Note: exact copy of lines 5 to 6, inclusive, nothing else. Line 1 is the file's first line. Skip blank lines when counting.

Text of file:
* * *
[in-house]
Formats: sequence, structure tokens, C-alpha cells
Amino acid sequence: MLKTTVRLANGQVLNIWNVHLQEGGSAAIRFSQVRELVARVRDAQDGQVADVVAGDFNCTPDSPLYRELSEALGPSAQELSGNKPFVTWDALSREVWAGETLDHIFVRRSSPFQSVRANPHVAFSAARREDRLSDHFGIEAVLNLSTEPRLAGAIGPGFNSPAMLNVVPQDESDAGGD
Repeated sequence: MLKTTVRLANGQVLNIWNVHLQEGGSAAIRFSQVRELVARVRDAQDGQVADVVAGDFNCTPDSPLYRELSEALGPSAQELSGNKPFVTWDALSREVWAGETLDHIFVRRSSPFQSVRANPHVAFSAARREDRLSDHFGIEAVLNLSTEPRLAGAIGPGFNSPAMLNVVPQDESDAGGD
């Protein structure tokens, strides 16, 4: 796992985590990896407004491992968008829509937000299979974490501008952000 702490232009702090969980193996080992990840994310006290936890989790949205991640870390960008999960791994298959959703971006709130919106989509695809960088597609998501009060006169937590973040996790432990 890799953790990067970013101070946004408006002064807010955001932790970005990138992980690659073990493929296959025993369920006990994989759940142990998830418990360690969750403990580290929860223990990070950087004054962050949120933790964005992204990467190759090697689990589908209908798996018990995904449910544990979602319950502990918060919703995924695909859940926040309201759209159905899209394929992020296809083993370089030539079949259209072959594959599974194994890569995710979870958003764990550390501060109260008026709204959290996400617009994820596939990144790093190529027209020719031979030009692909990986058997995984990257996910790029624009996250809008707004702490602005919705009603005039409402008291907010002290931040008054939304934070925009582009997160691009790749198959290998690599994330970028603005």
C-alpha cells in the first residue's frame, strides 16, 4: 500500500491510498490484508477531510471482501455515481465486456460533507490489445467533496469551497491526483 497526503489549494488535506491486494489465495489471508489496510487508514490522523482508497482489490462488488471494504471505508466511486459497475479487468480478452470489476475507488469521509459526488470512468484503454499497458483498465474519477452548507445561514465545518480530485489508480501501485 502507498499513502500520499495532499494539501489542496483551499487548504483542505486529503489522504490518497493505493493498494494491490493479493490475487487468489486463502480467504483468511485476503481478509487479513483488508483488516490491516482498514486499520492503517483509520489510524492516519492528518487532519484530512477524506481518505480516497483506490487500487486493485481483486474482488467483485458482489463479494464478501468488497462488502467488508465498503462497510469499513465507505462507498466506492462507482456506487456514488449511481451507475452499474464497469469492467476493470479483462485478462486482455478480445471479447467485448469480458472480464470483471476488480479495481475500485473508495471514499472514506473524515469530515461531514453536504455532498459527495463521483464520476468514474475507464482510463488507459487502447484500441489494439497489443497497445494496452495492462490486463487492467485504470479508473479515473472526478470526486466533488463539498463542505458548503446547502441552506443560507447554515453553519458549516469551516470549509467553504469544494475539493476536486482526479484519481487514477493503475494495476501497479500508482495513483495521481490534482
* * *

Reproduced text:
């Protein structure tokens, strides 16, 4: 796992985590990896407004491992968008829509937000299979974490501008952000 702490232009702090969980193996080992990840994310006290936890989790949205991640870390960008999960791994298959959703971006709130919106989509695809960088597609998501009060006169937590973040996790432990 890799953790990067970013101070946004408006002064807010955001932790970005990138992980690659073990493929296959025993369920006990994989759940142990998830418990360690969750403990580290929860223990990070950087004054962050949120933790964005992204990467190759090697689990589908209908798996018990995904449910544990979602319950502990918060919703995924695909859940926040309201759209159905899209394929992020296809083993370089030539079949259209072959594959599974194994890569995710979870958003764990550390501060109260008026709204959290996400617009994820596939990144790093190529027209020719031979030009692909990986058997995984990257996910790029624009996250809008707004702490602005919705009603005039409402008291907010002290931040008054939304934070925009582009997160691009790749198959290998690599994330970028603005």
C-alpha cells in the first residue's frame, strides 16, 4: 500500500491510498490484508477531510471482501455515481465486456460533507490489445467533496469551497491526483 497526503489549494488535506491486494489465495489471508489496510487508514490522523482508497482489490462488488471494504471505508466511486459497475479487468480478452470489476475507488469521509459526488470512468484503454499497458483498465474519477452548507445561514465545518480530485489508480501501485 502507498499513502500520499495532499494539501489542496483551499487548504483542505486529503489522504490518497493505493493498494494491490493479493490475487487468489486463502480467504483468511485476503481478509487479513483488508483488516490491516482498514486499520492503517483509520489510524492516519492528518487532519484530512477524506481518505480516497483506490487500487486493485481483486474482488467483485458482489463479494464478501468488497462488502467488508465498503462497510469499513465507505462507498466506492462507482456506487456514488449511481451507475452499474464497469469492467476493470479483462485478462486482455478480445471479447467485448469480458472480464470483471476488480479495481475500485473508495471514499472514506473524515469530515461531514453536504455532498459527495463521483464520476468514474475507464482510463488507459487502447484500441489494439497489443497497445494496452495492462490486463487492467485504470479508473479515473472526478470526486466533488463539498463542505458548503446547502441552506443560507447554515453553519458549516469551516470549509467553504469544494475539493476536486482526479484519481487514477493503475494495476501497479500508482495513483495521481490534482